I wanted it to sound more like a story than it usually does here, and I wanted it to make an impression without being maudlin. This is what I can up with.
Please remember the forgotten at Christmas.
You’d be surprised at who they are.
When I was growing up, I used to go through the things my mother had collected in her cedar chest. One day I found a pretty ring set with a garnet – my mother’s birthstone. I asked her where sheed gotten it, and she told me it has been a gift from her Aunt Myrtle, one of her father’s sisters.
Since I was supposed to be born in January and didn’t like my December birthstone, I asked if I could have the ring. Mom gave it to me, and until I lost it a few years later, it was the only connection I had to a great-aunt I had never met and have never known existed until then.
I was 24 when my grandfather died. After his funeral I wandered around the family plot at Evergreen and found Aunt Myrtle’s grave marker. Myrtle Shoaf Ferrell was born on December 2nd, 1891, and died on November 9th, 1970, when I was ten. I wondered why I had never met her.
After the funeral, I asked my mother what had happened. She told me that at one point my Aunt Myrtle had lived with my grandparents. One day she rode the bus downtown and came home carrying in her hand the girdle she’d been wearing when she left. I thought that was extremely sensible – although I’d probably have put it in my purse – but my grandfather was mortified.
I’m sure there were other improprieties that my mother didn’t know about, because at some point in the early 1960s Aunt Myrtle was deemed not longer fit to live in polite society. She was committed to Catawba Hospital – a tuberculosis sanitarium that had been converted to a mental hospital in the late 1950s – and there she lived out the rest of her days under lock and key.
To the best of my knowledge, no one ever visited Aunt Myrtle. I never heard anyone talk about her when she was alive, and I don’t recall anyone mentioning her death or burial. Were it not for a garnet ring and a concrete slab in a cemetery, I would never have known she existed.
Aftward I did some research and learned that the majority of the patients at Catawba are elderly, indigent people with psychiatric issues. Most have no money and no family – at least none who will claim them. I also learned about the annual Operation Santa Claus program, which collects donations to get Christmas presents for the patients, who would otherwise have nothing. I’ve donated to it every year since.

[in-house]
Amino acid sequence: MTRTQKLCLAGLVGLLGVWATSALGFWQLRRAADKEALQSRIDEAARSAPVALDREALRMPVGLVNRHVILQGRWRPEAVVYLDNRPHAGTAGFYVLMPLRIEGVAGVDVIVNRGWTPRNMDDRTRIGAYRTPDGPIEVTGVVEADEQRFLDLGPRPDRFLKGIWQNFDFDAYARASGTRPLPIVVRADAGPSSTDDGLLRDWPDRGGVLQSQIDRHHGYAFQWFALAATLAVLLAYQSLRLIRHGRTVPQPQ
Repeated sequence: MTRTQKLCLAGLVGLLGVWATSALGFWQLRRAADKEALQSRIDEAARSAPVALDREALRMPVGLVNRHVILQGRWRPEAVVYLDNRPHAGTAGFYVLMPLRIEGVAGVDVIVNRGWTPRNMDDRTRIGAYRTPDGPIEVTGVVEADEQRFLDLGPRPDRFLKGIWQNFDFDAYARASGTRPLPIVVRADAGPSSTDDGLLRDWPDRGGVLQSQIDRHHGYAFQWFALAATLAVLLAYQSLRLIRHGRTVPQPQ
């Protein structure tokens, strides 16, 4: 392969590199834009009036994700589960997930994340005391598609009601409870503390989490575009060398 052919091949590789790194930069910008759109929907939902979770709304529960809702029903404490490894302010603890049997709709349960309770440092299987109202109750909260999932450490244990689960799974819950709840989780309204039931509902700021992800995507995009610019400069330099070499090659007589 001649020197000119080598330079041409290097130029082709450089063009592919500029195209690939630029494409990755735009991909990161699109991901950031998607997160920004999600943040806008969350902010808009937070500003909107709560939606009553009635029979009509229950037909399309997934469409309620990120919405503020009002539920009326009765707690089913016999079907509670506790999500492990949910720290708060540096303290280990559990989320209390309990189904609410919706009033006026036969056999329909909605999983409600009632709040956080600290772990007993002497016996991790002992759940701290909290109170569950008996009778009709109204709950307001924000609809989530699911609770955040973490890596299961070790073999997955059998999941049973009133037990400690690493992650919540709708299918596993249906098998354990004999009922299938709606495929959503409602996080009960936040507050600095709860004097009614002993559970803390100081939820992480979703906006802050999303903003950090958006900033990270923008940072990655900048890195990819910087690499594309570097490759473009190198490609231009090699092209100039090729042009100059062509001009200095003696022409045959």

People like to donate to organizations that support children, families, and animals and help give them have a nice Christmas. That’s a fine thing. I do that, too.
But because of my Aunt Myrtle, I also donate to the unwanted, the forgotten, the less easily lovable, and the less cute – but no less needy – patients at Catawba Hospital.
It’s my way of honoring her memory – and the part of me that wouldn’t want to wear a girdle, either.
It looked for all the world like the Mother Ship was landing near Valley View Mall as the sun set this evening during my walk with my beloved spouse.
I’m hoping this is a harbinger of good things, and not the beginning of an apocalypse.
On the other hand, the crowds at the mall during the Christmas shopping season do bear an unseemly resemblance to an apocalypse of zombies. (Is that the correct collective noun?)
Zombies or not, Christmas at the mall can be pretty scary, so this is probably as close as I’ll get until January, except for driving by to get to Tar-jay for supplies – and even that’s sort of iffy.
But it was a pretty end to meteorological fall. Welcome, winter! Bring on some more snow!
I’ve already written about this year’s Thanksgiving dinner, but my Thanksgiving narrative wouldn’t be complete without including one of the guests who stayed outside: Ally’s girl, “trucktruck.”
So, what can we learn about Ally from trucktruck?
Ally and trucktruck have an unnatural ability to attract suicidal deer.
If you look closely, you can see the dent that the most recent encounter left on the passenger side of the hood. We’re trying to find a fix for that, but the options discussed so far – the application of doe urine and/or a chrome deer antler hood ornament – haven’t been, shall we say, deemed to be desirable.